Liriano pitched wonderfully again.In his dominant Seattle start the Pitch F/X data suggested he was throwing the ball with wicked movement (as against pedestrian movement during the dark days of April/Early May). His success yesterday appears to have relied at least as much on location: he simply avoided throwing meatballs. His Pitch F/X movement data suggests he had did have pretty good moving stuff, although he did not have "Mariners-start-type" movement (as a certain "analyst" would put it), but his velocity numbers were actually down across the board relative to earlier this year.
His change-up velocity was 82 MPH (versus 84.8 during April/early May) yesterday. While his fastball was also one MPH slower relative to his early season offering, the added velocity separation of almost 2 MPH is fantastic and mirrors exactly one aspect of his dominance in Seattle. This was surely a significant factor in yesterday's success.
Once again, Pitch F/X suggests Bert is just talking to hear himself when he says Liriano is only throwing the four seam fastball, although it says he did use the four seamer 32 times against 15 two-seam fastballs yesterday. Pitch F/X doesn't know what a guy is actually throwing - just how the pitch acts - but it saw one set of fastballs moving back hard to the pitching hand side and sinking (although not sinking as awesomely as versus Seattle), exactly like a two-seam fastball normally does, and another with a lot less sink, more like a four seam fastball. (Well, mostly: yesterday's "four seam" fastball" had more vertical run-back than the usual four-seam fastball, so some may have been flat two-seamers.)
As stated above, though, the main thing was location. Here are the average pitch paths of Liriano's pitches viewed from overhead from his second April start of the season through mid-May:
Note that everything has the plate and the primary fastball for that time period (FF, red squares, 223 pitches v. 60 for the yellow triangle two-seamer) is right down the heart. Everything has a good chunk of the plate.
As you can see, the slider is breaking off the plate to an unhittable location, the four seam fastball is no longer center-cut, the changeup is right on the corner (versus outer half) and the two-seamer was running back (sharply - look at that bend) off the edge to an unhittable place. Images of RH bats reaching and waving spring to mind.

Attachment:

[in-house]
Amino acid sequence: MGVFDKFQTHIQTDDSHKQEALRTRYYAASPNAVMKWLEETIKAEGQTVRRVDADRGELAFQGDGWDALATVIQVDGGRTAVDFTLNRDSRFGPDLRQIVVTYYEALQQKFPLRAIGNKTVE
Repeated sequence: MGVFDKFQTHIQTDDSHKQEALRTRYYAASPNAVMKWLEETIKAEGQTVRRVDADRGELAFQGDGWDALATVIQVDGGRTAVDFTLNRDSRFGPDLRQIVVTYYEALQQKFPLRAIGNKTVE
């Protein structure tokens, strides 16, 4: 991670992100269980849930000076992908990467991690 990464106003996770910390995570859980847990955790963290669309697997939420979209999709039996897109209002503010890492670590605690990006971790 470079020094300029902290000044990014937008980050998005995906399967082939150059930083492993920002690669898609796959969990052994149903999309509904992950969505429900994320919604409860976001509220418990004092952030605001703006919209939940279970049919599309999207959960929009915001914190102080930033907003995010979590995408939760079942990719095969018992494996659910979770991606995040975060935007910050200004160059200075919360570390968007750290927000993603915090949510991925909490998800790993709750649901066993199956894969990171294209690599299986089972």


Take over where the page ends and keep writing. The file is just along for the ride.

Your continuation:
Looking at his Pitch F/X movement graphs, note that the changeup, two-seamer and slider all had better downward movement yesterday than they did during the dark days:
Compare the rough "center" of each color's cluster from April-May (above) to yesterday (below). They are distinctly lower (i.e. more "sinky") and, in the case of the non-sliders, more to the right (i.e. more running back - these are umpire's perspective, remember):
So Liriano's slider, two-seam fastball and especially the change-up had distinctly more sinking action (i.e. the center of the color clusters were lower) against the Rangers than they did when he was getting poor results earlier in the season. Indeed, he had several change-ups yesterday with more overall dropping action than any one change-up he threw from April 7th through Mid-May.
Visually his average slider looks to have dropped an extra two inches or so. The aggregated Pitch F/X numbers say it "only" had an extra inch of drop (2.36 no-gravity "rise" yesterday vs. 3.37 April/May), but the "with gravity" impact was likely greater due to the fact that he actually threw the slider a couple MPH softer (85 vs. 86.7) yesterday.
So there you go: don't throw the ball down the middle, get decent sinking action and succeed. It of course helps tremendously that he didn't issue free passes, but that's the province of DIPs theory (and common sense), not Pitch F/X, and to take a simplistic "just throw strikes" approach belies the fact that his average pitch yesterday was actually much less of a strike than it was when he avowedly doing things The Twins Way and pitching poorly.
BTW, the side-by-side Pitch F/X visualizations do NOT suggest that Liriano was any better at "keeping the ball down" than he was earlier in the year. Not even a little. The average pitch per type crossed the plate at the same height. Sorry, Bert. He probably did a good job "staying on top of the ball" or... something... (It was fun when Bert was babbling on and on about how Baker had done such a great job keeping the ball down on Saturday and they immediately showed him getting a swinging strikeout on a high fastball, causing Bert to say "And of course you can climb the ladder once you've established the ball down." Nothing like being able to seamlessly incorporate new information into your well-informed and ever-so-insightful analysis.)